- Be Specific. The SEC staff has advised that companies should avoid boilerplate language and vague statements of general applicability. In particular, the guidance states that companies should not present risks that could apply to any issuer or any offering and should avoid generic risk factor disclosure. In addition, the guidance states that companies should provide disclosure tailored to their particular circumstances and avoid generic boilerplate disclosure.
- Remember a "Roadmap" is Not Required. Although the SEC seeks disclosures that are sufficient to allow investors to appreciate the nature of the risks faced by a company, it has made clear that the SEC does not seek information that would create a road map or otherwise compromise a company's cybersecurity. At the outset of its guidance, the SEC staff states that it is "mindful of potential concerns that detailed disclosures could compromise cybersecurity efforts—for example, by providing a 'roadmap' for those who seek to infiltrate a [company]'s network security—and we emphasize that disclosures of that nature are not required under the federal securities laws."
- Consider Insurance. Insurance can play a vital role in a company's overall strategy to address, mitigate, and maximize protection against cybersecurity risk. Reflecting this reality, the SEC guidance advises that appropriate disclosures may include a description of relevant insurance coverage that a company has in place to cover cybersecurity risks. The SEC's guidance provides another compelling reason for companies to carefully evaluate their current insurance program and consider purchasing "cyber" and data privacy-related insurance products, which can be extremely valuable.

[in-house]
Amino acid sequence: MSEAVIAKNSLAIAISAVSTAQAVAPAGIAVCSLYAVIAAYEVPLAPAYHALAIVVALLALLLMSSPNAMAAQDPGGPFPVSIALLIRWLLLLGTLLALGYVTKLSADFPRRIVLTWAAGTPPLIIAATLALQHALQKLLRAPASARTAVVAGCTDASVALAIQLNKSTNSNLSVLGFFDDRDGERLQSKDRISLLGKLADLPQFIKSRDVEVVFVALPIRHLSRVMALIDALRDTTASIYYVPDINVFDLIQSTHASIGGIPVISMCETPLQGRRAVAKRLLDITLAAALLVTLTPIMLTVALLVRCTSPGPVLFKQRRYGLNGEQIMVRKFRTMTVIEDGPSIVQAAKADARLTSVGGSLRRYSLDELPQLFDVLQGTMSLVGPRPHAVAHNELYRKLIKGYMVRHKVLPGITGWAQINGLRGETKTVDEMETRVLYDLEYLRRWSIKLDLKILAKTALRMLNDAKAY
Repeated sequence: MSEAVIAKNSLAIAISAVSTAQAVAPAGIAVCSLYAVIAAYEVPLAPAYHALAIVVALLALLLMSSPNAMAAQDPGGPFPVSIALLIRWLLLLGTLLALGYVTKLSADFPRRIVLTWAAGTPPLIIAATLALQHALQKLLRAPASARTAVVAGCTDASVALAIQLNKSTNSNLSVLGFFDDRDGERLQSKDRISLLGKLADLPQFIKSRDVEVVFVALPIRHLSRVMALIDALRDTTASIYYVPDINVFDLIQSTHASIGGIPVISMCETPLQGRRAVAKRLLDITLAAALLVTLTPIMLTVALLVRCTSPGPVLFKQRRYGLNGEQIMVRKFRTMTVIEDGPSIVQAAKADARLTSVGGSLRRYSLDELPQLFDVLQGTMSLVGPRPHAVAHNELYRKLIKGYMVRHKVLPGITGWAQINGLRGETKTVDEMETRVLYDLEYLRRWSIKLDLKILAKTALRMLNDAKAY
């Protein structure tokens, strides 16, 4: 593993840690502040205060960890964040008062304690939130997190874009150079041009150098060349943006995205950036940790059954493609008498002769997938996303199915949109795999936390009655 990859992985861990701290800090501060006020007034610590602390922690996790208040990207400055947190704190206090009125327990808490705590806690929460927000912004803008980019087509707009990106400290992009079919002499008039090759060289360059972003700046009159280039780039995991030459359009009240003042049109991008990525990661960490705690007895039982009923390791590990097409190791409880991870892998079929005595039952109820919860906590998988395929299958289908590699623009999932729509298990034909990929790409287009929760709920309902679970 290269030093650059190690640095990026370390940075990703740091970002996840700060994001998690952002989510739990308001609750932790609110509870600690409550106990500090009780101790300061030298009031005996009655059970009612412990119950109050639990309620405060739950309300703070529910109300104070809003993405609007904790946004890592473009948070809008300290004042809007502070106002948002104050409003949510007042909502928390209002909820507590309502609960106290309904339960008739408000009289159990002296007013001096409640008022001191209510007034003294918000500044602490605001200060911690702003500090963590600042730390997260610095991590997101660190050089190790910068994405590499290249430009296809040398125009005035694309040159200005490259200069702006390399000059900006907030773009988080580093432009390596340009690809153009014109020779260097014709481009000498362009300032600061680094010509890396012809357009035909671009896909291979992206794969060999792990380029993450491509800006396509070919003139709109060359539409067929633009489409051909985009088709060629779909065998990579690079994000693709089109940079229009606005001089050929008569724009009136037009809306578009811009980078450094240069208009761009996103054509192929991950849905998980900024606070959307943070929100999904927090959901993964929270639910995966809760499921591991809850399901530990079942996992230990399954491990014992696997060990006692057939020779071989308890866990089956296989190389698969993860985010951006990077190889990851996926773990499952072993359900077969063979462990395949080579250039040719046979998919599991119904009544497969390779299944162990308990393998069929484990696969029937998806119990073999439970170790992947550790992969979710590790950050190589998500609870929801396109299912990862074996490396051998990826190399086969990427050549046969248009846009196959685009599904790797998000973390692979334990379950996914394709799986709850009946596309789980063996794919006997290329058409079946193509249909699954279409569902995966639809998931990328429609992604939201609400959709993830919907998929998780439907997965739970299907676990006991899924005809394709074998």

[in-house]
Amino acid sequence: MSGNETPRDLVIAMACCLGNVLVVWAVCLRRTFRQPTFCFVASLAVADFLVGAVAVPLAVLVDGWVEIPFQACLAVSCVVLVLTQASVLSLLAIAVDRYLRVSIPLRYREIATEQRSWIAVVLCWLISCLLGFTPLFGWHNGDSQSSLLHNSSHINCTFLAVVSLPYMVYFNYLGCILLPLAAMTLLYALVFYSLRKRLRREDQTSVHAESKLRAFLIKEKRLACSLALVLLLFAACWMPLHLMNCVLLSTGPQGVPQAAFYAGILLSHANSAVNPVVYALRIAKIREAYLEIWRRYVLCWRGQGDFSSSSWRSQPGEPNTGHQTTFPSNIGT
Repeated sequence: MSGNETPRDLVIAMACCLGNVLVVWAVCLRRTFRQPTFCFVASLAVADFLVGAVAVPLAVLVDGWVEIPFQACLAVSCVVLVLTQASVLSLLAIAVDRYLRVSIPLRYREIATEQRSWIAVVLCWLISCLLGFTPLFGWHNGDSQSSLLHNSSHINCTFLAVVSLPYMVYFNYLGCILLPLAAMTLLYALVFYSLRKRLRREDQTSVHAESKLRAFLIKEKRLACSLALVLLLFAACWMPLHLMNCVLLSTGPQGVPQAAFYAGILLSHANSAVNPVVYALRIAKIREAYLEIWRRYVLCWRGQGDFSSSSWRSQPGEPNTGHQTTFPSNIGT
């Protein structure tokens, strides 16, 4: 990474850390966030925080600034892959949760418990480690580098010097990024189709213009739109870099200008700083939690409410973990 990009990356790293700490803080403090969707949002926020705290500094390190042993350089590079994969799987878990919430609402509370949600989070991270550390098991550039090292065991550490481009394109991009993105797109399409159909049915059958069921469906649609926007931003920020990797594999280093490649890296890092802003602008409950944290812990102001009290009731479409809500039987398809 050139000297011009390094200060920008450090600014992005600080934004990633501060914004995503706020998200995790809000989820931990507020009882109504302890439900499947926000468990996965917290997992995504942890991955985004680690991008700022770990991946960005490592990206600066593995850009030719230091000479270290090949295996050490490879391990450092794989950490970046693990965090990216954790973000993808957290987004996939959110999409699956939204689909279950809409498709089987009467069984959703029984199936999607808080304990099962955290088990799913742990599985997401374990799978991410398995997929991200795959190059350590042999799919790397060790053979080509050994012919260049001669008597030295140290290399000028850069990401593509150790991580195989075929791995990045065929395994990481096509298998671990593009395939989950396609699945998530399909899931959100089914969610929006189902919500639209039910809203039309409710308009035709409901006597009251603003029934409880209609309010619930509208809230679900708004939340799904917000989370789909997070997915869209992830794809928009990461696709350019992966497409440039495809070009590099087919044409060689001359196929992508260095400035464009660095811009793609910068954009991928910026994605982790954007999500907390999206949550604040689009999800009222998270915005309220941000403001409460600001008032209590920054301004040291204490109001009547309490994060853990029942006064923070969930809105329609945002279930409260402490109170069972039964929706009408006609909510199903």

Considering these five tips will assist companies in minimalizing their exposure from lawsuits alleging inadequate disclosure in the event of a cybersecurity incident.
1 Ponemon Institute, 2014 Cost of Data
Breach Study: Global Analysis, at 6, 15 (May 2014).
2 Collier v. Steinhafel, et al., No. 0:14-cv-00266 (D. Minn.) (filed Jan. 29, 2014), at ¶76.
3 SEC Division of Corporation Finance, Cybersecurity, CF Disclosure Guidance: Topic No. 2 (Oct. 13, 2011). The guidance advises that appropriate disclosures may include the following:
- Discussion of aspects of the registrant's business or operations that give rise to material cybersecurity risks and the potential costs and consequences;
- To the extent the registrant outsources functions that have material cybersecurity risks, description of those functions and how the registrant addresses those risks;
- Description of cyber incidents experienced by the registrant that are individually, or in the aggregate, material, including a description of the costs and other consequences;
- Risks related to cyber incidents that may remain undetected for an extended period; and
- Description of relevant insurance coverage.
The content of this article is intended to provide a general guide to the subject matter. Specialist advice should be sought about your specific circumstances.